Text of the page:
The magic that has happened is born of these ingredients: relationships, collaboration, planning systems, reflection, teacher intellectual capital and a fair dose of teacher passion. Having the ingredients and creating the right spell/recipe can be quite separate however, this time we've just got it right as a teaching team and I hope that we can repeat it in the future.
While we've taught, provoked and immersed our children into this world of food, they've responded with enthusiasm and curiosity. They've shared their wonderings about the intricacies of their digestive systems, or their taste buds, they've been designing the most amazing cakes and talked about "synthetic" cheeses and questioned if milk is the liquid and cream is the solid. For projects, they want to run Master Chef and bake Extreme Cakes, they want to learn more about their taste buds and learn about stomach acid. A non-writer is wanting to write a recipe book, another is sharing his cake designs and using actual measurements. Teachers are happy, proud and feeling like something positive is happening.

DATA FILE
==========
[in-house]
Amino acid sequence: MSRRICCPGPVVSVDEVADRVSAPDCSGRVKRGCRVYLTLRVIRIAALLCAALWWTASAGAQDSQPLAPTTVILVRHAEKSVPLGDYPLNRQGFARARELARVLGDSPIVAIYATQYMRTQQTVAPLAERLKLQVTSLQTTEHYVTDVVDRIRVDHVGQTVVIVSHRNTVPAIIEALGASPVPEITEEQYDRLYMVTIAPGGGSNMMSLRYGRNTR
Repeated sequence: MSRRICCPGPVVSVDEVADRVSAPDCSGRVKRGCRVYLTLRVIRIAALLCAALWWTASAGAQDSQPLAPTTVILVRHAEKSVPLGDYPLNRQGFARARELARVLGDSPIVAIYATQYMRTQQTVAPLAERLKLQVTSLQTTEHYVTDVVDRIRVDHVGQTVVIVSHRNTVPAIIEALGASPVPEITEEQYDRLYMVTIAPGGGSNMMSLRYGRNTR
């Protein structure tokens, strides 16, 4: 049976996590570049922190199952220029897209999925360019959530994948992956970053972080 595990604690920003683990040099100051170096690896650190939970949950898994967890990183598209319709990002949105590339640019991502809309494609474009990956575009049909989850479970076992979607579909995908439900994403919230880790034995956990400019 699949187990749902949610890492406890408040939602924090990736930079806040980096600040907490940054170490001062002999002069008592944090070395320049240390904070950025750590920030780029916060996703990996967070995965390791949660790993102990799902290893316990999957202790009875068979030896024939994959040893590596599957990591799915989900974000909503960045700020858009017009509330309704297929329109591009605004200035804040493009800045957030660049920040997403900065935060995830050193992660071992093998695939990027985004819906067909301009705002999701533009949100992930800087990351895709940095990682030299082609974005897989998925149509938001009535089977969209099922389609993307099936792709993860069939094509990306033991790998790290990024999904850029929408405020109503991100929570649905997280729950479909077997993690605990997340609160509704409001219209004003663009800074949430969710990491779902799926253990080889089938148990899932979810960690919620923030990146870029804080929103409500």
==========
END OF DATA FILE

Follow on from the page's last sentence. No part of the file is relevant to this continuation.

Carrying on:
Magic is happening!
Planning is easy, most teachers can complete a topic planning outline to a reasonable degree. Turning that recipe into something magical is more than just the right ingredients and resources with a healthy seasoning of teacher passion. It might just be timing or having students who are receptive to this topic. I suspect that if I reflect enough I can unpack a myriad of rationale for the contributing factors, but like my daughter I choose magic! There is a synergy at work this immersion that is greater than the ingredients, it has raised the bar in LC5 and I await the project phase with excitement. What will this magic create?